• It will be appreciated by those skilled in the art that other variations of the embodiments described herein may also be practised without departing from the scope of the invention. The within disclosure discusses certain system components, software components, or other utilities, as means for illustrating the operation and implementation of the present invention. It should be understood that the present invention is not limited to particular software, system, or network architectures or configurations, or to specific allocations of resources or functionality as between particular system components, software components, or other utilities. It should be understood that one or more system components, software components, or other utilities, could be provided as a greater or lesser number of system components, software components, or other utilities. As discussed above, the modification utility of the present invention, or aspects thereof, could be pre-loaded on a computer, or pre-loaded on mobile devices. The functionality described can be provided based on numerous architectures for delivering functionality, including but not limited to a client-server architecture, web service architecture (with or without resident software components), and standalone computer systems. While add-on utilities have not been discussed, it would be obvious to a person skilled in the art that various add-on utilities can be included into or linked to the modification utility for example to include alternate face detection or facial feature detection functionality, and additional face modification features (such as additional smoothing, specific color blending techniques and the like). The present invention provides for certain automatic face modification techniques, and invoking user intervention in certain cases. The way in which user intervention is involved and processed, and the tools used for user intervention, can be modified without departing from the scope of the invention. For example, additional tools for enabling user directed face modification in addition to the automated face modification described in the present disclosure, are contemplated. The present invention is not limited to any particular software structure, including a modular structure. Furthermore, the present invention could be implemented on a variety of hardware structures including digital signal processors, Field Programmable Gate Arrays (FPGAs), or Very Large-scale Integrated Circuits (VLSI).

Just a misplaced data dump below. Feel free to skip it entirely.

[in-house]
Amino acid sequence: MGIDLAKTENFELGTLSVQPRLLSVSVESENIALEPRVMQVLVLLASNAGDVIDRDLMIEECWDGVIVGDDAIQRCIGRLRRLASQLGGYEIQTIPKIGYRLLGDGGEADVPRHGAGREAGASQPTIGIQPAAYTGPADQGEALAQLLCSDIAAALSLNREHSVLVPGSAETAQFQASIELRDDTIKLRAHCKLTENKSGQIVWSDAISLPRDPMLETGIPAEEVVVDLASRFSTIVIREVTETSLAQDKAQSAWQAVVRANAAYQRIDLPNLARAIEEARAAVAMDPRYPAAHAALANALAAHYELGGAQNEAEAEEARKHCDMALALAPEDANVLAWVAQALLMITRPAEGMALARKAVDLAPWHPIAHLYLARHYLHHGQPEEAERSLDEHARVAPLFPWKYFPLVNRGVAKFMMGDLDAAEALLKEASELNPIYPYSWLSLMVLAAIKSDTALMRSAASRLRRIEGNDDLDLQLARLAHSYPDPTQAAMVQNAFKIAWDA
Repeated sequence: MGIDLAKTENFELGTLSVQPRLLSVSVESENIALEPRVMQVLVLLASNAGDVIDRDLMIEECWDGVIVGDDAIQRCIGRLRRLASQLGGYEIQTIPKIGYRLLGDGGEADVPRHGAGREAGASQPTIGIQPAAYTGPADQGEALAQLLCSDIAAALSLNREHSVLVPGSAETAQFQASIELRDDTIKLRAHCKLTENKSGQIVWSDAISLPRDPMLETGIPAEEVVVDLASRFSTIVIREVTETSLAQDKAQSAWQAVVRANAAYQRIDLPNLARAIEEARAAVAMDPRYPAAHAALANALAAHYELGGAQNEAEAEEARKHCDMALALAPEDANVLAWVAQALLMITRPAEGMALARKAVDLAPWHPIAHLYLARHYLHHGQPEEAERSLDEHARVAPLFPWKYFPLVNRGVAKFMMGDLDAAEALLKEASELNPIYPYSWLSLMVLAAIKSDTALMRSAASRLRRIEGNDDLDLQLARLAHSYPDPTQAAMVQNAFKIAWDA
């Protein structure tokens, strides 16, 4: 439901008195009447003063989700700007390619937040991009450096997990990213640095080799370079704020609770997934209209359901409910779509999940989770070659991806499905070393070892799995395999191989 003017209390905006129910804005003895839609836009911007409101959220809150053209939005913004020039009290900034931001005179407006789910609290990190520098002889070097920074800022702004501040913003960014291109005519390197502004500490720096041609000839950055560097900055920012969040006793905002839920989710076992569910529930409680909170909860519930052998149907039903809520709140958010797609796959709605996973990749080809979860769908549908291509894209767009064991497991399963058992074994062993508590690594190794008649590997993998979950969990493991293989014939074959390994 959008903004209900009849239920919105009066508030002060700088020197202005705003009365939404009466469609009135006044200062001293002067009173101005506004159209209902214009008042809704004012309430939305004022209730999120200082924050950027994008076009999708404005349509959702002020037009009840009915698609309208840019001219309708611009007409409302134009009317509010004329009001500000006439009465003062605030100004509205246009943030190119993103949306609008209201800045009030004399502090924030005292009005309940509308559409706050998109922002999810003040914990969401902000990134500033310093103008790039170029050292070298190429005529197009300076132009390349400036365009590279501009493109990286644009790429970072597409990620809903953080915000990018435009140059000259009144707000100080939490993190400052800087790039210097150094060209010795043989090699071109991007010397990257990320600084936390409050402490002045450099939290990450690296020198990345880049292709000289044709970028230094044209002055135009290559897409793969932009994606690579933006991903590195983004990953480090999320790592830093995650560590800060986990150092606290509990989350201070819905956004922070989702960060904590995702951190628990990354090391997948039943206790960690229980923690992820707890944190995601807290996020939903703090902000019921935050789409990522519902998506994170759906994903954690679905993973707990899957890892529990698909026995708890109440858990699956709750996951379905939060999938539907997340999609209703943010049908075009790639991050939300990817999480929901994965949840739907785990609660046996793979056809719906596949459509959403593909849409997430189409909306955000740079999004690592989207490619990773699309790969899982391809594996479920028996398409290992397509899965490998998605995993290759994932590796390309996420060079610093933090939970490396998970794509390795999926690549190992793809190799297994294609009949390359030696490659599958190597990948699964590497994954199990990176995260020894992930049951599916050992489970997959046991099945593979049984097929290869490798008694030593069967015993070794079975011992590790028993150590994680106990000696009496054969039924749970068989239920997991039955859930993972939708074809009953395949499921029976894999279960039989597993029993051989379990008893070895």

Claims (61)

1. A method for modifying digital images comprising:
(a) detecting a face in a first digital image and optionally detecting a face in a second digital image, if the location of face(s) in the first digital image or the second digital image has not already been established;
(b) establishing regions of interest in the face in the first digital image and optionally establishing regions of interest in the face in the second digital image;
(c) detecting features in the regions of interest in the face in the first digital image and optionally detecting features in the regions of interest in the face in the second digital image; and
(d) modifying the first digital image by either:
(i) matching and replacing one or more of the features in the face in the first digital image with the one or more features in the regions of interest in the face in the second digital image, thereby defining a modified digital image; or